I went into London two weeks ago to meet my friend Kendall for lunch. She picked this awesome sushi place on Baker Street. During our delicious feast, our conversation drifted to things to do near our location. She mentioned a Sherlock Holmes museum not far from the restaurant, which she passed on her way to meet me.
When we could eat no more sushi, and resorted to leaving some rice behind for the greater good, I walked with her towards the museum. I was curious about this place. I love Sherlock Holmes. My favourite Holmes is Jonny Lee Miller in Elementary; I’m sure that upset loads of people (leave a comment and we can debate the merits and flaws of each Holmes incarnation).
Outside the museum, around 15 people waited in an orderly queue for entry. Apparently, that’s shorter than normal. I had no plans to go into the museum. Then again, I had no plans at all apart from meeting Kendall for lunch. I figured I might as well check it out, then blog about it.
Inside, the house is small and the staircase narrow; therefore, they only let a certain number of people enter. The nice gentleman dressed like a police officer (constable?) let me join the group he’d just permitted in since I was solo.
The house itself is pretty cool. It has two floors and is completely decorated in Victorian style. Sherlock’s bedroom is on the first floor (Americans will argue the second floor, but the entry level is the ground floor) adjoining the study.
The museum is a self-guided experience. There is, however, a docent stationed on the first floor who recounts a bit of Sherlock trivia and calls attention to notable details and pieces. Other than that, visitors refer to a tri-fold brochure.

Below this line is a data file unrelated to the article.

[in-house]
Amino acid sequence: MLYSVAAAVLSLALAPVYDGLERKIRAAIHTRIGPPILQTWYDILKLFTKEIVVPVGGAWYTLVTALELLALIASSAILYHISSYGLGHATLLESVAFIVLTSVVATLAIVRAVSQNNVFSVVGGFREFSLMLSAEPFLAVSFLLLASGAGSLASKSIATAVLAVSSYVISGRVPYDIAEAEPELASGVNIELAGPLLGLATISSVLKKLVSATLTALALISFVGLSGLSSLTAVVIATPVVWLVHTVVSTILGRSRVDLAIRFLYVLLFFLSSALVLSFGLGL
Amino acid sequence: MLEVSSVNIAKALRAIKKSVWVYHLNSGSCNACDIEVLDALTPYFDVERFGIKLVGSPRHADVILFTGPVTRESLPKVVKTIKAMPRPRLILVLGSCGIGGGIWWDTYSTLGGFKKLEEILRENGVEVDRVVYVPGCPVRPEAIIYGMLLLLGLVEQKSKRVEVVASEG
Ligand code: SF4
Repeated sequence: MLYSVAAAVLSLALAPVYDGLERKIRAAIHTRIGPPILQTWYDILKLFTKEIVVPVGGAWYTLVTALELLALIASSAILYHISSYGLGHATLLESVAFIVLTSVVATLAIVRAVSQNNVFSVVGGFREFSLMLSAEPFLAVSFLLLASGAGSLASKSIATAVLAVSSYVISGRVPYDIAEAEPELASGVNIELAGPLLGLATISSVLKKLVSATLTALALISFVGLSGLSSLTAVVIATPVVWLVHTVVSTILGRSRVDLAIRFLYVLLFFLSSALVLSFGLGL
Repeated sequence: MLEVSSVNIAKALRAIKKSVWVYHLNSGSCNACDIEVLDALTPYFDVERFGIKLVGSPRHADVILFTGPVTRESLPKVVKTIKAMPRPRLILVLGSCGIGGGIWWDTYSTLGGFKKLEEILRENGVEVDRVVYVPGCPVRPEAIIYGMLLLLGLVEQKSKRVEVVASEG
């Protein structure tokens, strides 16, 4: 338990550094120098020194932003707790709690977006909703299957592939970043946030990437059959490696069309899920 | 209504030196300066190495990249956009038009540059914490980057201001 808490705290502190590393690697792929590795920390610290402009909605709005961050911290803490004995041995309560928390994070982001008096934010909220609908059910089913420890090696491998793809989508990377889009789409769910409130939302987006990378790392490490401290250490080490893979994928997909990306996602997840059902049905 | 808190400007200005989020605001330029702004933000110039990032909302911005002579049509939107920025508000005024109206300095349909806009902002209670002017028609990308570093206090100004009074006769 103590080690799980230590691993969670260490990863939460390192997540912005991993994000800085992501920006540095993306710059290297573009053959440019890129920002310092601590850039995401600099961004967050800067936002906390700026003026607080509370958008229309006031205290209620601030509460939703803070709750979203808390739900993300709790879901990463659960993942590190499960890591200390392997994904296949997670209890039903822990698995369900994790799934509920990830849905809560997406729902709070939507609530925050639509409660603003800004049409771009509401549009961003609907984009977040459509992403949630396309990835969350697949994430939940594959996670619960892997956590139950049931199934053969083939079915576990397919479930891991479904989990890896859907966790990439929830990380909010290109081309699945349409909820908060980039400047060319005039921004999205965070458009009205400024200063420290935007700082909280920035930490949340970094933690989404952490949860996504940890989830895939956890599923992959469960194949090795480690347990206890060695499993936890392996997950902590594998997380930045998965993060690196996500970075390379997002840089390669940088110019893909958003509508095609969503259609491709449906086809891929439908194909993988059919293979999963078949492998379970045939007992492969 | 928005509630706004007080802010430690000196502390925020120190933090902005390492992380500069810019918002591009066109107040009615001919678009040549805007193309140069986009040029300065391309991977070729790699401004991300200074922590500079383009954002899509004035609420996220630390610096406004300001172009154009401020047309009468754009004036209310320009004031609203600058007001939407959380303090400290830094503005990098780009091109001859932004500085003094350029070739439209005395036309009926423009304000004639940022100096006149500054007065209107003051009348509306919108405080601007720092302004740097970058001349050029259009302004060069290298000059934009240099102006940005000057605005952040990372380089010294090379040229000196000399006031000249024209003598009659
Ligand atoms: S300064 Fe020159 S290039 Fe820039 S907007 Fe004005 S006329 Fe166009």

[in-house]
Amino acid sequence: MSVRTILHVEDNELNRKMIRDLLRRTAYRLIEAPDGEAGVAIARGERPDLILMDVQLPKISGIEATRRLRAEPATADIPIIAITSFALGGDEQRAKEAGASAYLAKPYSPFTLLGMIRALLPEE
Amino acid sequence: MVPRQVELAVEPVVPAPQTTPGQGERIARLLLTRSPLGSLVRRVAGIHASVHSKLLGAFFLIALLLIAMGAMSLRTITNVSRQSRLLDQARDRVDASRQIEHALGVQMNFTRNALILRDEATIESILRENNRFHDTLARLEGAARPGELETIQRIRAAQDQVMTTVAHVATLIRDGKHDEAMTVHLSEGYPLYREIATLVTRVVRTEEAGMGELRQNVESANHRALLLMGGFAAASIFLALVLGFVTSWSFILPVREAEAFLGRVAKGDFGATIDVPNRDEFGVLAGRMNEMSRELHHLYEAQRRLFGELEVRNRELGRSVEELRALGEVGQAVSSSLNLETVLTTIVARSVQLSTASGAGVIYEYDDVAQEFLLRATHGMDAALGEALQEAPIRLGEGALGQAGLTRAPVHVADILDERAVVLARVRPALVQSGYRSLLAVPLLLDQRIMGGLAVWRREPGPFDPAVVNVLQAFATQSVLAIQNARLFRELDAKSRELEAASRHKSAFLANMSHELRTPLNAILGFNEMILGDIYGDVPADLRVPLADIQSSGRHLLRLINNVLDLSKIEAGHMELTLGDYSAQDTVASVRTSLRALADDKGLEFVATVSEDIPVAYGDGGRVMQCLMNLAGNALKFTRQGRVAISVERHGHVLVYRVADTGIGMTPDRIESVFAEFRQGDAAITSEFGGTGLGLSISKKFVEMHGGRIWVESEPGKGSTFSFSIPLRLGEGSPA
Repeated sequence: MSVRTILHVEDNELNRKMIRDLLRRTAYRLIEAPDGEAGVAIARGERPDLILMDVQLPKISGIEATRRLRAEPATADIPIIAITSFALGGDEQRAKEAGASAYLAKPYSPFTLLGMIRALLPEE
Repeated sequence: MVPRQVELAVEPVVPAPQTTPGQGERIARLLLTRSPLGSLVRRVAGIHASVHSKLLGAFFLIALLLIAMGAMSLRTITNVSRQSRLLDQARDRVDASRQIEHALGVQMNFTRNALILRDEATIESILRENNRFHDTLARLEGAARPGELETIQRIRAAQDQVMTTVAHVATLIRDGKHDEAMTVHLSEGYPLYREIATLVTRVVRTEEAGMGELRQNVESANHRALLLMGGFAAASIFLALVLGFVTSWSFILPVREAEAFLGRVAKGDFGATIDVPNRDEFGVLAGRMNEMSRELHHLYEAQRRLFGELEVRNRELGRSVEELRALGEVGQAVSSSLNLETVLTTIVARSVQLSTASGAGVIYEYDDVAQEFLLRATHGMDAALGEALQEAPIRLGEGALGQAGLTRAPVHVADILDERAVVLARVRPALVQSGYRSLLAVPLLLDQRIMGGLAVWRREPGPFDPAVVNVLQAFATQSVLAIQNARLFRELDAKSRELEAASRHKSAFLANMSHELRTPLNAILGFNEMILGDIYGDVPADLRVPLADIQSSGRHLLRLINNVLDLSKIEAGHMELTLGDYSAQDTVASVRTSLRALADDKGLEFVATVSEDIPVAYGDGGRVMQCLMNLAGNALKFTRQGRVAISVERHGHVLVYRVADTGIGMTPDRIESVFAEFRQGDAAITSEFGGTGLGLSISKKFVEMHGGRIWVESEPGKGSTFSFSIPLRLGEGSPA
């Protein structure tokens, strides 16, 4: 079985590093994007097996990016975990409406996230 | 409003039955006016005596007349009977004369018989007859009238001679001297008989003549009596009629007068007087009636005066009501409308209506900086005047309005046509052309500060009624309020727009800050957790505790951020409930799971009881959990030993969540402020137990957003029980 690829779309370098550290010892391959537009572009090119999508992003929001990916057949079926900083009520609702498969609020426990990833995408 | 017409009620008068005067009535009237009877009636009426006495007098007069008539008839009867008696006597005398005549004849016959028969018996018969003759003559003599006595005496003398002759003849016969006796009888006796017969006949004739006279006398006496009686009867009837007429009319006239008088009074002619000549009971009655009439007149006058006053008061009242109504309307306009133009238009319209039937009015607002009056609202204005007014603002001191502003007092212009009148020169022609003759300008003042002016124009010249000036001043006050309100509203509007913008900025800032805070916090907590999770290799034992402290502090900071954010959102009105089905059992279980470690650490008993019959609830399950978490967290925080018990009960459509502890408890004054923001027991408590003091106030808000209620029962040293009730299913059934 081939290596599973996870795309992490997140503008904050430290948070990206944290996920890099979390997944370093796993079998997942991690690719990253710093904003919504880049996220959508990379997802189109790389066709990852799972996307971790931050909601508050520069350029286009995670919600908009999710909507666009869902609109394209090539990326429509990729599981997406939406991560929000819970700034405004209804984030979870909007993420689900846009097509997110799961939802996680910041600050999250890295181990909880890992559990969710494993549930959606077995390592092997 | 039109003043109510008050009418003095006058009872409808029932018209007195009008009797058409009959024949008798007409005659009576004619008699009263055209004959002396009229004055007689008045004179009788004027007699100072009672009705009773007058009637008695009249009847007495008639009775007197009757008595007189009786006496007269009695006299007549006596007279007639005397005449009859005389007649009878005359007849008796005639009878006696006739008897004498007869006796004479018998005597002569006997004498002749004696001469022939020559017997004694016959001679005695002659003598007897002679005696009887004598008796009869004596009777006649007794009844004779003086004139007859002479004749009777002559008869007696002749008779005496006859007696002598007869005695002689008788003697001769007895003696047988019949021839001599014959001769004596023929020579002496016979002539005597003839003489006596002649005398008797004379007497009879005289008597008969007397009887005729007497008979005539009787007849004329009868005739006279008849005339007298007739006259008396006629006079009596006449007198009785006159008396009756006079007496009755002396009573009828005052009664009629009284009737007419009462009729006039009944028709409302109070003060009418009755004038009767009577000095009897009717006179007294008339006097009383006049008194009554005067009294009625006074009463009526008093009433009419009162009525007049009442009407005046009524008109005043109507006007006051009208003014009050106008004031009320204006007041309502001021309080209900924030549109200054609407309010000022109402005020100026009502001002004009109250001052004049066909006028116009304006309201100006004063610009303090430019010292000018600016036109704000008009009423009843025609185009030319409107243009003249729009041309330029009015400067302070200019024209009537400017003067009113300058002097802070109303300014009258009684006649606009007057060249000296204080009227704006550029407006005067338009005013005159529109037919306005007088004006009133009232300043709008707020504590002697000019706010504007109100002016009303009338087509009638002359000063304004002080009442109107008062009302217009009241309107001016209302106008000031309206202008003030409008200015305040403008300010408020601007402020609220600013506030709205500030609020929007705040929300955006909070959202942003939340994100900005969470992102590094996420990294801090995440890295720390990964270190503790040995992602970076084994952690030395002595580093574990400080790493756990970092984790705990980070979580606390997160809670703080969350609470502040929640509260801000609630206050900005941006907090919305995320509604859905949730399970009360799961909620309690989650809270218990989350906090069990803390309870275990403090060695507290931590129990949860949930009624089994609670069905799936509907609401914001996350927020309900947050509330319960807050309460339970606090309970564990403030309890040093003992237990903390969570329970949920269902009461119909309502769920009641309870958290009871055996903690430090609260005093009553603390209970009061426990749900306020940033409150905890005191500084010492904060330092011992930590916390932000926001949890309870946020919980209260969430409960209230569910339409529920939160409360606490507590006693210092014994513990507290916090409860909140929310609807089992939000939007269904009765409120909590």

What’s cool about this museum is the immense effort to keep everything authentic to the period. The docent pointed out the violin in the corner and said, “While we try include as many possessions that Sherlock had, the violin, sadly, is not a Stradivarius.” I’m not someone who knows much about musical instruments. However, as luck would have it, I just watched the White Collar episode “Pulling Strings” the night before. It was about a missing Stradivarius. Otherwise, the subtlety of the comment would have been lost on me.
Visitors are even encouraged to sit in the chairs and pose for pictures. This was brilliant. Normally museums discourage people from sitting anywhere and touching the displays.
On the second floor is Watson’s room, along with the landlady’s, Mrs. Hudson.
Since I was solo, I hung around each room until everyone else moved on, allowing me to take photos without anyone in them. While in Mrs. Hudson’s room (above), I waited for a family to finish taking a group selfie. They were struggling to get a decent one so I offered to take one for them. I took a few, so they had options to choose from, and we had a brief exchange of thanks and wishes for a pleasant tour.